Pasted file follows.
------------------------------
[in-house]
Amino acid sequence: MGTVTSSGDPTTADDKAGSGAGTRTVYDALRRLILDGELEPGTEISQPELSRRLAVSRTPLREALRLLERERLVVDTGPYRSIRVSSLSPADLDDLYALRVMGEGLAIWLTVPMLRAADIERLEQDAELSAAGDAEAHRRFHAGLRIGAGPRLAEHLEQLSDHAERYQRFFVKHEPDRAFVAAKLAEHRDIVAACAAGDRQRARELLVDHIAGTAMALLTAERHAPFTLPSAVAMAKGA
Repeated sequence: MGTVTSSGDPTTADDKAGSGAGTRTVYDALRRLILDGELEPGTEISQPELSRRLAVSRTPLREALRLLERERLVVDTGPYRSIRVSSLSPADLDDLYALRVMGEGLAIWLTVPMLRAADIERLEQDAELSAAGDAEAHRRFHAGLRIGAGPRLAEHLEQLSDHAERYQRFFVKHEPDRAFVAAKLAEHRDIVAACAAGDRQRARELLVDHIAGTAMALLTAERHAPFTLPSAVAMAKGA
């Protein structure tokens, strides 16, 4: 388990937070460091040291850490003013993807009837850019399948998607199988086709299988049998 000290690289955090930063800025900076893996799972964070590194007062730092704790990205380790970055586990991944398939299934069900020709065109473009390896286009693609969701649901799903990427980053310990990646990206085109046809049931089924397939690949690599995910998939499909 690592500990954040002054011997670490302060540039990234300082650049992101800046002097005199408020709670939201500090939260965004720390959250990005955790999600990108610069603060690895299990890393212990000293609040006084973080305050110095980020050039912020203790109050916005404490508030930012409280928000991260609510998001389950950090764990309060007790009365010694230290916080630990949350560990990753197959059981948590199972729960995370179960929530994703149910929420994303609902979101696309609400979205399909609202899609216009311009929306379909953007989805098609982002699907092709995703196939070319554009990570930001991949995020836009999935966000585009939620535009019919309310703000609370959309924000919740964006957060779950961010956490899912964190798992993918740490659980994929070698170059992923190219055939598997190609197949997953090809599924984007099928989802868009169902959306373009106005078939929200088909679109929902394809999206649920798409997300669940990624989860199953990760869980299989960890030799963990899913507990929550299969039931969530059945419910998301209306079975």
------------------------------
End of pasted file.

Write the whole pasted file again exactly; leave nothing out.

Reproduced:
[in-house]
Amino acid sequence: MGTVTSSGDPTTADDKAGSGAGTRTVYDALRRLILDGELEPGTEISQPELSRRLAVSRTPLREALRLLERERLVVDTGPYRSIRVSSLSPADLDDLYALRVMGEGLAIWLTVPMLRAADIERLEQDAELSAAGDAEAHRRFHAGLRIGAGPRLAEHLEQLSDHAERYQRFFVKHEPDRAFVAAKLAEHRDIVAACAAGDRQRARELLVDHIAGTAMALLTAERHAPFTLPSAVAMAKGA
Repeated sequence: MGTVTSSGDPTTADDKAGSGAGTRTVYDALRRLILDGELEPGTEISQPELSRRLAVSRTPLREALRLLERERLVVDTGPYRSIRVSSLSPADLDDLYALRVMGEGLAIWLTVPMLRAADIERLEQDAELSAAGDAEAHRRFHAGLRIGAGPRLAEHLEQLSDHAERYQRFFVKHEPDRAFVAAKLAEHRDIVAACAAGDRQRARELLVDHIAGTAMALLTAERHAPFTLPSAVAMAKGA
């Protein structure tokens, strides 16, 4: 388990937070460091040291850490003013993807009837850019399948998607199988086709299988049998 000290690289955090930063800025900076893996799972964070590194007062730092704790990205380790970055586990991944398939299934069900020709065109473009390896286009693609969701649901799903990427980053310990990646990206085109046809049931089924397939690949690599995910998939499909 690592500990954040002054011997670490302060540039990234300082650049992101800046002097005199408020709670939201500090939260965004720390959250990005955790999600990108610069603060690895299990890393212990000293609040006084973080305050110095980020050039912020203790109050916005404490508030930012409280928000991260609510998001389950950090764990309060007790009365010694230290916080630990949350560990990753197959059981948590199972729960995370179960929530994703149910929420994303609902979101696309609400979205399909609202899609216009311009929306379909953007989805098609982002699907092709995703196939070319554009990570930001991949995020836009999935966000585009939620535009019919309310703000609370959309924000919740964006957060779950961010956490899912964190798992993918740490659980994929070698170059992923190219055939598997190609197949997953090809599924984007099928989802868009169902959306373009106005078939929200088909679109929902394809999206649920798409997300669940990624989860199953990760869980299989960890030799963990899913507990929550299969039931969530059945419910998301209306079975």